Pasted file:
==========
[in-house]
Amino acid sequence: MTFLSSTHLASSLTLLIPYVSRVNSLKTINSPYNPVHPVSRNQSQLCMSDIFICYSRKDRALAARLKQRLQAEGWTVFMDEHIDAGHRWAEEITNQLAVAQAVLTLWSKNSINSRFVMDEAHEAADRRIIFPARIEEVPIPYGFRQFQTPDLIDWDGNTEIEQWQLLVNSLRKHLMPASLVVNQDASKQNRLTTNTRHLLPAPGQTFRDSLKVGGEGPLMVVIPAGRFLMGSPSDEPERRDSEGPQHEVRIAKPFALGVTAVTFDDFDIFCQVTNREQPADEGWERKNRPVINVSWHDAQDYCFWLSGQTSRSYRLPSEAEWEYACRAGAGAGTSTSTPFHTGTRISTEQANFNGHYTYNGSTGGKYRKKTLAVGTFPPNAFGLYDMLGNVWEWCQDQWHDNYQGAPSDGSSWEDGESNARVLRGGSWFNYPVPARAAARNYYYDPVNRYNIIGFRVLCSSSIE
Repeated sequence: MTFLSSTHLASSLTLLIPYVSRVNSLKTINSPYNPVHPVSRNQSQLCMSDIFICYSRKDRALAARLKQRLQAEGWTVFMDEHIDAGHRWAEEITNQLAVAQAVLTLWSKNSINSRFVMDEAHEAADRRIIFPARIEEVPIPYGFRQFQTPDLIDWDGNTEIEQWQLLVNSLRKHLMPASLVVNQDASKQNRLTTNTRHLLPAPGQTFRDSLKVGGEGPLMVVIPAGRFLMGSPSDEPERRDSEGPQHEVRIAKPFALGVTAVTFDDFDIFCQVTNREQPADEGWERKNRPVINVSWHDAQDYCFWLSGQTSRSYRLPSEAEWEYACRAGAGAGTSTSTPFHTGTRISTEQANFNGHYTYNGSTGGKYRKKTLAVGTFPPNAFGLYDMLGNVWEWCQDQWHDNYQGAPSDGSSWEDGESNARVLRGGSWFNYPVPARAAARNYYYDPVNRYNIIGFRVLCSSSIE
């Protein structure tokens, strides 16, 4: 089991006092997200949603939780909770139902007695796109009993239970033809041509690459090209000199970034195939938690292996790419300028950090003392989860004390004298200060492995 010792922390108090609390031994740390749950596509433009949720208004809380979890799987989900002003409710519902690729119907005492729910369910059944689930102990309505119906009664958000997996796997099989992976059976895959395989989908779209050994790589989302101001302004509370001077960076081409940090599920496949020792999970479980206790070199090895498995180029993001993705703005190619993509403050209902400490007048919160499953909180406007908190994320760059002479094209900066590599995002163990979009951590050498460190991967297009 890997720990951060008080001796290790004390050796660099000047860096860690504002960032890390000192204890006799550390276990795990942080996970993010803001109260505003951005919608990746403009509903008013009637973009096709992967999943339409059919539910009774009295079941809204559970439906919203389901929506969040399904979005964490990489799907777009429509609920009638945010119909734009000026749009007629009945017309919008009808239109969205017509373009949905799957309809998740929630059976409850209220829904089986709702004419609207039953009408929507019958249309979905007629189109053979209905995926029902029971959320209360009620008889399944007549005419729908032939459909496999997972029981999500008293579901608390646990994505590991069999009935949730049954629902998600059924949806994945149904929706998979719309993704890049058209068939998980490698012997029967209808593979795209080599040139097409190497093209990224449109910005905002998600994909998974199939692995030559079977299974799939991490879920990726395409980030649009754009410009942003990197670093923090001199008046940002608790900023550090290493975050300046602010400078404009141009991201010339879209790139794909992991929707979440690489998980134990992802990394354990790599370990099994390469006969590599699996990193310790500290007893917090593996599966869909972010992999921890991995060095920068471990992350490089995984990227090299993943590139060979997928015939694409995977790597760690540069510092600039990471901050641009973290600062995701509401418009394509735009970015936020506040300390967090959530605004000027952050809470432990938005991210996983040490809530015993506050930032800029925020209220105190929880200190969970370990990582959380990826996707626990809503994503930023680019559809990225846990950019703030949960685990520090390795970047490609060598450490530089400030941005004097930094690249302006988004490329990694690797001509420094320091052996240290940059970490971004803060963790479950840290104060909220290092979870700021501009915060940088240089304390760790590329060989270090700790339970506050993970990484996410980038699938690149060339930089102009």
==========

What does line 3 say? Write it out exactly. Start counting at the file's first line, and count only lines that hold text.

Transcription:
Repeated sequence: MTFLSSTHLASSLTLLIPYVSRVNSLKTINSPYNPVHPVSRNQSQLCMSDIFICYSRKDRALAARLKQRLQAEGWTVFMDEHIDAGHRWAEEITNQLAVAQAVLTLWSKNSINSRFVMDEAHEAADRRIIFPARIEEVPIPYGFRQFQTPDLIDWDGNTEIEQWQLLVNSLRKHLMPASLVVNQDASKQNRLTTNTRHLLPAPGQTFRDSLKVGGEGPLMVVIPAGRFLMGSPSDEPERRDSEGPQHEVRIAKPFALGVTAVTFDDFDIFCQVTNREQPADEGWERKNRPVINVSWHDAQDYCFWLSGQTSRSYRLPSEAEWEYACRAGAGAGTSTSTPFHTGTRISTEQANFNGHYTYNGSTGGKYRKKTLAVGTFPPNAFGLYDMLGNVWEWCQDQWHDNYQGAPSDGSSWEDGESNARVLRGGSWFNYPVPARAAARNYYYDPVNRYNIIGFRVLCSSSIE